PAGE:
Jamie Culler stitches harnesses. Each rig is built to order, with customers choosing the container style, buckle and harness type, and colors.
When Would You Wear a ‘Chute?
As with any purchase, we want to know we will get our money’s worth. Like an expensive leather jacket, a parachute won’t earn its cost hanging in a closet.
In addition to aerobatics, more and more homebuilders are participating in air races where we need to be wearing a parachute. Experimentals also perform at most airshows, so that might be another good time to wear a ‘chute. Thinking about more homebuilding scenarios, what if something goes wrong on our maiden flight, or during the testing phase? An absolute backup plan might be nice. Cross-country flight over hostile terrain could also be less stressful with a safety net for the pilot (and passengers).
As we become more aware of the risks of all activities, we have become accustomed to protecting ourselves. For instance, as a kid I never wore or owned a bike helmet, or used one for snow skiing or boarding. Now, most folks are wearing such protection for these activities, and it is part of the normal gear—even fashionable.
Like any safety device, a parachute will do you no good if you aren’t wearing it. You could elect to wear a parachute every time you fly, as an added safety device. That would get the most use out of your investment, plus you can look cool wearing it. It shouldn’t surprise you that Dan agrees. He said, “Most airplane owners won’t hesitate to buy a new radio or some other instrument. For about the same amount, you can have a life-saving device. It’s inexpensive insurance considering the cost spread over twenty years.”
Care and Maintenance
Back in the shop, Dan pulled another parachute out, stretching it down the long repacking worktable. He showed us how the whole system is inspected for damage, wear, or aging. He said the most common damage is caused from sun and strongly recommended that the parachute not be stored in an airplane outside. Stored in the bag it comes with, and in the hangar or at home, would be just fine. Also keep it in a well-ventilated area and away from possible chemical spills.
Your harness and container should be inspected before each flight, just as you would preflight your airplane. The instruction manual that comes with the system does a good job of explaining this.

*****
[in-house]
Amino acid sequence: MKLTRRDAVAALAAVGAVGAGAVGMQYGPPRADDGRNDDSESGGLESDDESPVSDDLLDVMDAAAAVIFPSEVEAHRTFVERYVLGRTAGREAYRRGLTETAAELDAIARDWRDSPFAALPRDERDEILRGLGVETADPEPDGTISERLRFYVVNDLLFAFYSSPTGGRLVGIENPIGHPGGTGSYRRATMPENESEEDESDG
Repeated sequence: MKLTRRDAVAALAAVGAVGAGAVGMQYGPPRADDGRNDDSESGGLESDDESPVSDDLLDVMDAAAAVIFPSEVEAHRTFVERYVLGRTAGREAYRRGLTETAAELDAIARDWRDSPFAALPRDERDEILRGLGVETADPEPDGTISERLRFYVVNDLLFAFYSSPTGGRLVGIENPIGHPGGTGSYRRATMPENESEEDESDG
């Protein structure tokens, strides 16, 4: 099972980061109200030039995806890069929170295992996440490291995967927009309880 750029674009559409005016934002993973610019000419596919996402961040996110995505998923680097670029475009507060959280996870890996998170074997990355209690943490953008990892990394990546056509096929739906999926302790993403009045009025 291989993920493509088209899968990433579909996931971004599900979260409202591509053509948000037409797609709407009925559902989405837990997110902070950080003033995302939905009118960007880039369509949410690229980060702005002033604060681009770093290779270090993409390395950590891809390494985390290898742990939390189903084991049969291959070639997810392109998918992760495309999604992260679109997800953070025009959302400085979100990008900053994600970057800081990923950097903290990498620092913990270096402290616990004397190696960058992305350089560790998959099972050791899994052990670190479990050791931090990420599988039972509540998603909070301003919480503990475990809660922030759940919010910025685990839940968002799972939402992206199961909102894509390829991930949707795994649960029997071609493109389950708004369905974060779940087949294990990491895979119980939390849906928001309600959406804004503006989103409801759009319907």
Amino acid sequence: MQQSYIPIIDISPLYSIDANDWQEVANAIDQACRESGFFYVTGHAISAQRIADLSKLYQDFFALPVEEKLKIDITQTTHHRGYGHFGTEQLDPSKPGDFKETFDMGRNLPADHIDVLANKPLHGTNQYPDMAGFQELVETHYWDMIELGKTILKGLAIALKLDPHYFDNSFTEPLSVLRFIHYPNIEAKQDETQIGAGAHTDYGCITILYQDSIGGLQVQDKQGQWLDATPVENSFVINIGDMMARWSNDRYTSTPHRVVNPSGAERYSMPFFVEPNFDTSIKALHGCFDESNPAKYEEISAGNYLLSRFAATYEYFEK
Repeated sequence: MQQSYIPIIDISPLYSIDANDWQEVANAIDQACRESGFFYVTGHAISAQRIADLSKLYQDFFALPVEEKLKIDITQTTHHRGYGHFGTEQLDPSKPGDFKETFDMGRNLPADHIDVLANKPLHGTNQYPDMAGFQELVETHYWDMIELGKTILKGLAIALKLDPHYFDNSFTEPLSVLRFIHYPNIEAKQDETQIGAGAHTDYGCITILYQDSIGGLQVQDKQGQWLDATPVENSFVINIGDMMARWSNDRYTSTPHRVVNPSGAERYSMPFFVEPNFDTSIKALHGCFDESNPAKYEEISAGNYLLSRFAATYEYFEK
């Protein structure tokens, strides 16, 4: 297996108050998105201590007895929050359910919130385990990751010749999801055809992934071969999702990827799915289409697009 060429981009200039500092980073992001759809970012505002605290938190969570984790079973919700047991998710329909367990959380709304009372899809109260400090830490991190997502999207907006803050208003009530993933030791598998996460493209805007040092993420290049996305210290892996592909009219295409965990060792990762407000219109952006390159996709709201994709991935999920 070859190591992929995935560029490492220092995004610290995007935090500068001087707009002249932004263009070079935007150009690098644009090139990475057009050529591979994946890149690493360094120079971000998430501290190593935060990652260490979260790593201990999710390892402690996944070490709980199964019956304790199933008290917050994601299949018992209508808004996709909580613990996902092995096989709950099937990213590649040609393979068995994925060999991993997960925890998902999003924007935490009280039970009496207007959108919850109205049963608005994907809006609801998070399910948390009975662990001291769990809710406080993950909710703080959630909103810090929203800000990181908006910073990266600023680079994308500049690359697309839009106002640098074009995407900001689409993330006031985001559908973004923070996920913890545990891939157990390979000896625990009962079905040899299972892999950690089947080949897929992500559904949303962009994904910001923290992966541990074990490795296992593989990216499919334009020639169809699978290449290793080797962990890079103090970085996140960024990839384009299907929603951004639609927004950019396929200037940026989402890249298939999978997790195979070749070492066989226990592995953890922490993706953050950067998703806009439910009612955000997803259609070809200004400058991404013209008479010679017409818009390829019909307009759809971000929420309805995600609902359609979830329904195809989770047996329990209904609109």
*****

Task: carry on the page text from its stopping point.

Dan stretches out a ‘chute on a long table and demonstrates an inspection and repacking that the FARs require every 180 days. Para-Phernalia will inspect and repack your ‘chute, or you can contact an FAA-licensed parachute rigger at a sport skydiving center.
Emergency parachutes need to be opened, inspected, and repacked every 180 days by an FAA-licensed rigger, no matter how many times it may have been worn. You should seek out a rigger as part of your purchase plan. You will find one or information at sport parachuting centers. A record is kept in a pocket of the container, and it is illegal to wear a non-compliant parachute. Dan said the cost of each inspection and re-pack is about $50 or so.
Two parachute canopies, pilot ‘chutes, and shroud-line assemblies made by Free Flight Enterprises in California.
Parachutes can also be subject to service bulletins, just like other components of your airplane. Check with your manufacturer, and your rigger should also be up on possible bulletins for your make and model. Some older ‘chutes no longer made (but seen on eBay) are grounded out of service. Before you buy, ask someone who knows, like a good rigger. Para-Phernalia puts a 20-year life on their products. Dan clarified that after 20 years, many riggers won’t repack any parachute for liability reasons. Dan also sells internationally, and other countries require a life limit on his products, so he made it universal for all countries.
Dan gives Scott a tour of Para-Phernalia’s large hangar shop. More than a dozen workstations with sewing machines, layout benches, and product racks fill the space, along with a long repacking table running most of the length of the hangar.
Thank You Para-Phernalia
Dan, Jimmy and the rest of the crew were very kind to show Scott and I their business and products, and we learned a lot. Thank you for your time. If it becomes necessary, I will be equipped to jump—and then I hope to be home that evening, sipping a drink with my family and calling to say thanks again.
For more information visit softieparachutes.com